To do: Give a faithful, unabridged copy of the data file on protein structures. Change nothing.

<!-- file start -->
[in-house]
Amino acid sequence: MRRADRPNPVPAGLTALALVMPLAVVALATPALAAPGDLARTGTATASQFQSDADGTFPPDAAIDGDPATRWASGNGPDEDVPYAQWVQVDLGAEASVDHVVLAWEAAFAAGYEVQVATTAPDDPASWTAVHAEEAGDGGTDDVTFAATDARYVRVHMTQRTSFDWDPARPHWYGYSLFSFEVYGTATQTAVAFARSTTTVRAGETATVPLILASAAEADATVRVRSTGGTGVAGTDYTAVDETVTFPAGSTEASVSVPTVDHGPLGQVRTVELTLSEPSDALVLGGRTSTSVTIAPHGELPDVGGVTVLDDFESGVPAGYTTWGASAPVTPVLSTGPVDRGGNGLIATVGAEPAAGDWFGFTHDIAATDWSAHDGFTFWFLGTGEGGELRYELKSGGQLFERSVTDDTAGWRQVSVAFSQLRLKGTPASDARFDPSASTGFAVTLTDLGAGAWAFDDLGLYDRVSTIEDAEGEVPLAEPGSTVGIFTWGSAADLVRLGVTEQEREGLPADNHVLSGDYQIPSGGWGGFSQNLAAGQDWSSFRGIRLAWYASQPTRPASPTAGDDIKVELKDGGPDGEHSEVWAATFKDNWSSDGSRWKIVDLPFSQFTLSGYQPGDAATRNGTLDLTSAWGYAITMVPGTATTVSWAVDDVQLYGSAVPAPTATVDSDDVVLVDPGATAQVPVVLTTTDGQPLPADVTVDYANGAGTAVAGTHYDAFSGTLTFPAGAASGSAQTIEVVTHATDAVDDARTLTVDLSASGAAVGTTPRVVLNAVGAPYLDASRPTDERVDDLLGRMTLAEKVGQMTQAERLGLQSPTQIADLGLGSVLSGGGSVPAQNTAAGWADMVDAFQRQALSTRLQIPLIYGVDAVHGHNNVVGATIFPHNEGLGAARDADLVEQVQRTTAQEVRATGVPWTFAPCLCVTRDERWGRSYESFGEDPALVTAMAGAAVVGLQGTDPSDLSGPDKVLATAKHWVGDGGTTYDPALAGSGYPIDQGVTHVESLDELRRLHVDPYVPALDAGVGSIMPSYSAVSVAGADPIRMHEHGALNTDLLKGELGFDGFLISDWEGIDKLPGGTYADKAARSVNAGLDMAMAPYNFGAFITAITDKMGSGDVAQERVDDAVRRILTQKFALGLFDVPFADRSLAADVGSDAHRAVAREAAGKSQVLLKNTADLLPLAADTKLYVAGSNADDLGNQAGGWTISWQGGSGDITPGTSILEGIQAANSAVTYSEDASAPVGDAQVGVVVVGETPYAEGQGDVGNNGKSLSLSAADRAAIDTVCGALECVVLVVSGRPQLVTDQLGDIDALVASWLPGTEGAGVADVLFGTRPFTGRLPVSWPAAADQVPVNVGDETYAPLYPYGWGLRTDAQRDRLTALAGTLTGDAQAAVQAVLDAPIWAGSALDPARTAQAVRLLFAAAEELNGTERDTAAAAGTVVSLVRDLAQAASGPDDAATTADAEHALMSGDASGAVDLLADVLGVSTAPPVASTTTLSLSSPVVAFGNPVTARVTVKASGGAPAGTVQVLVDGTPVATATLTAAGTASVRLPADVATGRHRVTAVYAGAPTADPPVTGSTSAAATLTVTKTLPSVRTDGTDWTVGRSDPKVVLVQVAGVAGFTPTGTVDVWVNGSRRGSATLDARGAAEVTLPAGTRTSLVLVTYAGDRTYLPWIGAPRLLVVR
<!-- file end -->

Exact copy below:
[in-house]
Amino acid sequence: MRRADRPNPVPAGLTALALVMPLAVVALATPALAAPGDLARTGTATASQFQSDADGTFPPDAAIDGDPATRWASGNGPDEDVPYAQWVQVDLGAEASVDHVVLAWEAAFAAGYEVQVATTAPDDPASWTAVHAEEAGDGGTDDVTFAATDARYVRVHMTQRTSFDWDPARPHWYGYSLFSFEVYGTATQTAVAFARSTTTVRAGETATVPLILASAAEADATVRVRSTGGTGVAGTDYTAVDETVTFPAGSTEASVSVPTVDHGPLGQVRTVELTLSEPSDALVLGGRTSTSVTIAPHGELPDVGGVTVLDDFESGVPAGYTTWGASAPVTPVLSTGPVDRGGNGLIATVGAEPAAGDWFGFTHDIAATDWSAHDGFTFWFLGTGEGGELRYELKSGGQLFERSVTDDTAGWRQVSVAFSQLRLKGTPASDARFDPSASTGFAVTLTDLGAGAWAFDDLGLYDRVSTIEDAEGEVPLAEPGSTVGIFTWGSAADLVRLGVTEQEREGLPADNHVLSGDYQIPSGGWGGFSQNLAAGQDWSSFRGIRLAWYASQPTRPASPTAGDDIKVELKDGGPDGEHSEVWAATFKDNWSSDGSRWKIVDLPFSQFTLSGYQPGDAATRNGTLDLTSAWGYAITMVPGTATTVSWAVDDVQLYGSAVPAPTATVDSDDVVLVDPGATAQVPVVLTTTDGQPLPADVTVDYANGAGTAVAGTHYDAFSGTLTFPAGAASGSAQTIEVVTHATDAVDDARTLTVDLSASGAAVGTTPRVVLNAVGAPYLDASRPTDERVDDLLGRMTLAEKVGQMTQAERLGLQSPTQIADLGLGSVLSGGGSVPAQNTAAGWADMVDAFQRQALSTRLQIPLIYGVDAVHGHNNVVGATIFPHNEGLGAARDADLVEQVQRTTAQEVRATGVPWTFAPCLCVTRDERWGRSYESFGEDPALVTAMAGAAVVGLQGTDPSDLSGPDKVLATAKHWVGDGGTTYDPALAGSGYPIDQGVTHVESLDELRRLHVDPYVPALDAGVGSIMPSYSAVSVAGADPIRMHEHGALNTDLLKGELGFDGFLISDWEGIDKLPGGTYADKAARSVNAGLDMAMAPYNFGAFITAITDKMGSGDVAQERVDDAVRRILTQKFALGLFDVPFADRSLAADVGSDAHRAVAREAAGKSQVLLKNTADLLPLAADTKLYVAGSNADDLGNQAGGWTISWQGGSGDITPGTSILEGIQAANSAVTYSEDASAPVGDAQVGVVVVGETPYAEGQGDVGNNGKSLSLSAADRAAIDTVCGALECVVLVVSGRPQLVTDQLGDIDALVASWLPGTEGAGVADVLFGTRPFTGRLPVSWPAAADQVPVNVGDETYAPLYPYGWGLRTDAQRDRLTALAGTLTGDAQAAVQAVLDAPIWAGSALDPARTAQAVRLLFAAAEELNGTERDTAAAAGTVVSLVRDLAQAASGPDDAATTADAEHALMSGDASGAVDLLADVLGVSTAPPVASTTTLSLSSPVVAFGNPVTARVTVKASGGAPAGTVQVLVDGTPVATATLTAAGTASVRLPADVATGRHRVTAVYAGAPTADPPVTGSTSAAATLTVTKTLPSVRTDGTDWTVGRSDPKVVLVQVAGVAGFTPTGTVDVWVNGSRRGSATLDARGAAEVTLPAGTRTSLVLVTYAGDRTYLPWIGAPRLLVVR